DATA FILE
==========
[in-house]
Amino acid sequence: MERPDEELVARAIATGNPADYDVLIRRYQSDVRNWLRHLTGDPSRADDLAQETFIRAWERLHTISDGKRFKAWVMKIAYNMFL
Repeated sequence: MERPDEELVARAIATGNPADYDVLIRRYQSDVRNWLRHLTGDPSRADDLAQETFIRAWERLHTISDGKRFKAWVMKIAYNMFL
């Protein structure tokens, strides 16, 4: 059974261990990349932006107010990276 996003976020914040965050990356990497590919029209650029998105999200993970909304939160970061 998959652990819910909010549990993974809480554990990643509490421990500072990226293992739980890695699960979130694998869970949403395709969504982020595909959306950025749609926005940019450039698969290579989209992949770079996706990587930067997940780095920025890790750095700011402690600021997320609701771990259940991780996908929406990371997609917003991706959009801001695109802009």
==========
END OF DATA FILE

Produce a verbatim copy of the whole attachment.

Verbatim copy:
[in-house]
Amino acid sequence: MERPDEELVARAIATGNPADYDVLIRRYQSDVRNWLRHLTGDPSRADDLAQETFIRAWERLHTISDGKRFKAWVMKIAYNMFL
Repeated sequence: MERPDEELVARAIATGNPADYDVLIRRYQSDVRNWLRHLTGDPSRADDLAQETFIRAWERLHTISDGKRFKAWVMKIAYNMFL
């Protein structure tokens, strides 16, 4: 059974261990990349932006107010990276 996003976020914040965050990356990497590919029209650029998105999200993970909304939160970061 998959652990819910909010549990993974809480554990990643509490421990500072990226293992739980890695699960979130694998869970949403395709969504982020595909959306950025749609926005940019450039698969290579989209992949770079996706990587930067997940780095920025890790750095700011402690600021997320609701771990259940991780996908929406990371997609917003991706959009801001695109802009």